Occasionally, I’ll read or hear someone say “there’s no proof ADHD is real.” There will always be a little controversy with the ADHD diagnosis and it’s validity. But, when you try to create controversy over a label, you miss the point.
There’s a person behind the label.
Hopefully, there’s no debate about people being real. Does anyone have the right to validate what a real person is experiencing?
If the label bothers you, focus on the person instead – their behavior and qualities, their struggles and strengths. Those things are real with or without the label. No matter what anyone is labeled with, we all just want to understand ourselves better so we can succeed in life. That’s all a person with ADHD wants and that’s what being properly diagnosed helps them do. There’s nothing controversial about that.
There’s an epidemic of people who are passion-deficit, sense-of-humor-deficit, and empathy-deficit. Or people who watch too many hours of reality TV shows. And yet, there’s no controversy surrounding their condition. I guess ADHDers are more fascinating and worth debating about. SO fascinating that, surely, we must be faking it.
“There’s no proof ADHD is real” is a selfish debate.
It isn’t helping anyone. It creates zero solutions and spreads intolerance.
So debate about what’s the best way for a person to manage and succeed with ADHD. That’s a topic worth discussing. At least the intent is focused on helping the person behind the label. People can create controversy over labels all they want.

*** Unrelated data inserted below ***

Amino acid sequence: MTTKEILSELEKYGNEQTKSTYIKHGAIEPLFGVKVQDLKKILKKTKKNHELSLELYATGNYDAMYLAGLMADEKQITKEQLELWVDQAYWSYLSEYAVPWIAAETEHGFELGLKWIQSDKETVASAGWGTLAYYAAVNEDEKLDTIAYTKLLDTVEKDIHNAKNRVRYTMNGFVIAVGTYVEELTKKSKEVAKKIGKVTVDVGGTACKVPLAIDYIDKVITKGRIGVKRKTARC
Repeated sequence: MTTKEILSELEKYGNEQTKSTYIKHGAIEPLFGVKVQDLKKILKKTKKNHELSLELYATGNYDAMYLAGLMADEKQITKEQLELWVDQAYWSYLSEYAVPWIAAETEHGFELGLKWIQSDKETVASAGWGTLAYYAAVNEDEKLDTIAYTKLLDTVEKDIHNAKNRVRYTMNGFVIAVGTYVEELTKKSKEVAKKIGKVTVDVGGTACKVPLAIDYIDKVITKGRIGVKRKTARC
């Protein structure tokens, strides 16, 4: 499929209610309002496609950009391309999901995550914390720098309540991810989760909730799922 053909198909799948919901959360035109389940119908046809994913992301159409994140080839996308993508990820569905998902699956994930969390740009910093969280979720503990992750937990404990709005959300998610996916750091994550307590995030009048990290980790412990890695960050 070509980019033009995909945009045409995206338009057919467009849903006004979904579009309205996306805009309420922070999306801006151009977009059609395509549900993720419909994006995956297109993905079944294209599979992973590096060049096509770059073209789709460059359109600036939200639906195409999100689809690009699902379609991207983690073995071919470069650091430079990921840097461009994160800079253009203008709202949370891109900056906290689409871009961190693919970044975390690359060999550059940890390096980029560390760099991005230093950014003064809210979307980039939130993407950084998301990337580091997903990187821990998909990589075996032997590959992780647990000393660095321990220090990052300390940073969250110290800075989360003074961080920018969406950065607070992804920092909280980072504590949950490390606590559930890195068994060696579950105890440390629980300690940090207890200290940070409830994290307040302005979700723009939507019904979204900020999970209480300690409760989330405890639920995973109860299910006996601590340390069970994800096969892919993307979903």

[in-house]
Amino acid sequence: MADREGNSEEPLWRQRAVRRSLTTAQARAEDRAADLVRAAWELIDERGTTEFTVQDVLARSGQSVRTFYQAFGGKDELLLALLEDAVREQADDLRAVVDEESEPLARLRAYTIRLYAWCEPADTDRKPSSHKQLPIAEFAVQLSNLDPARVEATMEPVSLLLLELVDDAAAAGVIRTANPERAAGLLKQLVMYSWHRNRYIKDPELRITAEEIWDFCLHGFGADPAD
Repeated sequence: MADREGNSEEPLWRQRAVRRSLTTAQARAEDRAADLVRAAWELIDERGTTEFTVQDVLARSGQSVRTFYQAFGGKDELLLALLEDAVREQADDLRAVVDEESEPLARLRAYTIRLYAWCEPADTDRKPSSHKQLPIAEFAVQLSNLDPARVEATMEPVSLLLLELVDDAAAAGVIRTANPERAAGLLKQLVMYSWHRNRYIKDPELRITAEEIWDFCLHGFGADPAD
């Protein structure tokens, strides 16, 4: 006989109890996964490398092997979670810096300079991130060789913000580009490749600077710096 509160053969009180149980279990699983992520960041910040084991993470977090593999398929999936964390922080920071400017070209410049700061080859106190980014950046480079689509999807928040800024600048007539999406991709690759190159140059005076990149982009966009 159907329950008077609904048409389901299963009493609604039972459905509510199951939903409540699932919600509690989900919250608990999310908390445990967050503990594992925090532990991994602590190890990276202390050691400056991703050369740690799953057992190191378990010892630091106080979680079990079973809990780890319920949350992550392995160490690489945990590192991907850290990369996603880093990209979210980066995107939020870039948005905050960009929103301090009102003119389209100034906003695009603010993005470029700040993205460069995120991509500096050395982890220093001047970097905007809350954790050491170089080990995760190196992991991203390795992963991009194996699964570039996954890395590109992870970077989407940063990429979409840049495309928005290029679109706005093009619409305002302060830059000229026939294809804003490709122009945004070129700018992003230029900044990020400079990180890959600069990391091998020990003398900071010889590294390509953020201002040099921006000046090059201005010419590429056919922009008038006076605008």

But, that will never be as productive as trying to understand a PERSON. (and that logic goes beyond the topic of ADHD)
Using Apps to Document Change
People give too much credit to the power of their thoughts. There’s even a whole book entitled “Change Your Thoughts, Change Your Life”. I’ve intentionally changed thoughts countless times. It didn’t change anything.
Whatever is going on in my head is useless if reality doesn’t change. Life changes for me when: thoughts lead to action –> action creates change –> and change influences BELIEF. Changing your thoughts won’t help much if you don’t believe them. And it takes many small actions over time to get from thinking to believing. It’s not instant gratification. Real change takes time.
I would never chalk it all up to a change of thought.
Six years ago, when I was 165 lbs, every daily change I made to lose weight was boring. It wasn’t motivating or inspiring. And it required very little thinking and a lot of doing. And I lost 65 lbs in 5 months and continued to stay in shape since then. My reality changed when I saw results. Literally.
THEN my beliefs changed. THEN I felt motivated. Not before. If someone asked me what thoughts did I change to inspire myself to lose weight, I would find that very insulting. Thoughts? I could tell you the many actions I took despite negative thoughts and self-doubt in my head. People assume if you did something, then surely you must be one of those motivated positive thinkers. But, accomplishments are the result of being mobile, not motivated.
Using apps can be helpful.
Recently, I’ve been using OhLife as a reminder to make small daily changes towards bigger goals. OhLife is free. Once you sign up, they’ll email you every day and ask you: How did your day go? When you reply, it records your journal entry for the day.